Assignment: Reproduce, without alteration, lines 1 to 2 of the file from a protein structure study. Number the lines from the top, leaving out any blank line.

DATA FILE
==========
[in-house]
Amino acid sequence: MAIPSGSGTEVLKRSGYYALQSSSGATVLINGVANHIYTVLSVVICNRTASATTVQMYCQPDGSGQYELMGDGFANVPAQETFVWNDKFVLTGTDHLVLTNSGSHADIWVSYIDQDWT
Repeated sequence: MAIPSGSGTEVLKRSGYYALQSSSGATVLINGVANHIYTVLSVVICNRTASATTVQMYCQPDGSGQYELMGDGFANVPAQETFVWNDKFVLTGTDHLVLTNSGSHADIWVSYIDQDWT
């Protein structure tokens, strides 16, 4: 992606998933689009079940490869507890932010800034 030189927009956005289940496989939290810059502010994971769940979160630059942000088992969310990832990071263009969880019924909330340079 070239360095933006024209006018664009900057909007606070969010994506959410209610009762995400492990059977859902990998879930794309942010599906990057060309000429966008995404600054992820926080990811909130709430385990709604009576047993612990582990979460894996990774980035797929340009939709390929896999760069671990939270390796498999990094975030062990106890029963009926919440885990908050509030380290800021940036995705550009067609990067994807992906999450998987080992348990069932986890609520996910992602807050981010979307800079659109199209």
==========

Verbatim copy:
[in-house]
Amino acid sequence: MAIPSGSGTEVLKRSGYYALQSSSGATVLINGVANHIYTVLSVVICNRTASATTVQMYCQPDGSGQYELMGDGFANVPAQETFVWNDKFVLTGTDHLVLTNSGSHADIWVSYIDQDWT